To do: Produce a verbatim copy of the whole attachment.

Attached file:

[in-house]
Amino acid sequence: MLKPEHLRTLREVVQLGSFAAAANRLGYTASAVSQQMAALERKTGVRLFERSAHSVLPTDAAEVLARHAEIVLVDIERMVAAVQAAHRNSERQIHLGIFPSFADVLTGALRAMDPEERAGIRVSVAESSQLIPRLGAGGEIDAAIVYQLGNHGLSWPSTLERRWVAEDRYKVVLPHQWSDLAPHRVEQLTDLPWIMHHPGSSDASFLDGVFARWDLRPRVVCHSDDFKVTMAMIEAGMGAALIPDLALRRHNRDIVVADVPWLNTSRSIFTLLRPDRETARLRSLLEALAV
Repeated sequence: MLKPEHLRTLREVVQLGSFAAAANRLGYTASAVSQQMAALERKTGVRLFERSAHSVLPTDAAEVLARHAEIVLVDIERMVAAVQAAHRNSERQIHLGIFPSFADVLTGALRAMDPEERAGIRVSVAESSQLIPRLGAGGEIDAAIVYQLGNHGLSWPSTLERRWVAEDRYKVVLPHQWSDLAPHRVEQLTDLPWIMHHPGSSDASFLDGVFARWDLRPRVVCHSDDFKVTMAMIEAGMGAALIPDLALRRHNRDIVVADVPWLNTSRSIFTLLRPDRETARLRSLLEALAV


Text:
[in-house]
Amino acid sequence: MLKPEHLRTLREVVQLGSFAAAANRLGYTASAVSQQMAALERKTGVRLFERSAHSVLPTDAAEVLARHAEIVLVDIERMVAAVQAAHRNSERQIHLGIFPSFADVLTGALRAMDPEERAGIRVSVAESSQLIPRLGAGGEIDAAIVYQLGNHGLSWPSTLERRWVAEDRYKVVLPHQWSDLAPHRVEQLTDLPWIMHHPGSSDASFLDGVFARWDLRPRVVCHSDDFKVTMAMIEAGMGAALIPDLALRRHNRDIVVADVPWLNTSRSIFTLLRPDRETARLRSLLEALAV
Repeated sequence: MLKPEHLRTLREVVQLGSFAAAANRLGYTASAVSQQMAALERKTGVRLFERSAHSVLPTDAAEVLARHAEIVLVDIERMVAAVQAAHRNSERQIHLGIFPSFADVLTGALRAMDPEERAGIRVSVAESSQLIPRLGAGGEIDAAIVYQLGNHGLSWPSTLERRWVAEDRYKVVLPHQWSDLAPHRVEQLTDLPWIMHHPGSSDASFLDGVFARWDLRPRVVCHSDDFKVTMAMIEAGMGAALIPDLALRRHNRDIVVADVPWLNTSRSIFTLLRPDRETARLRSLLEALAV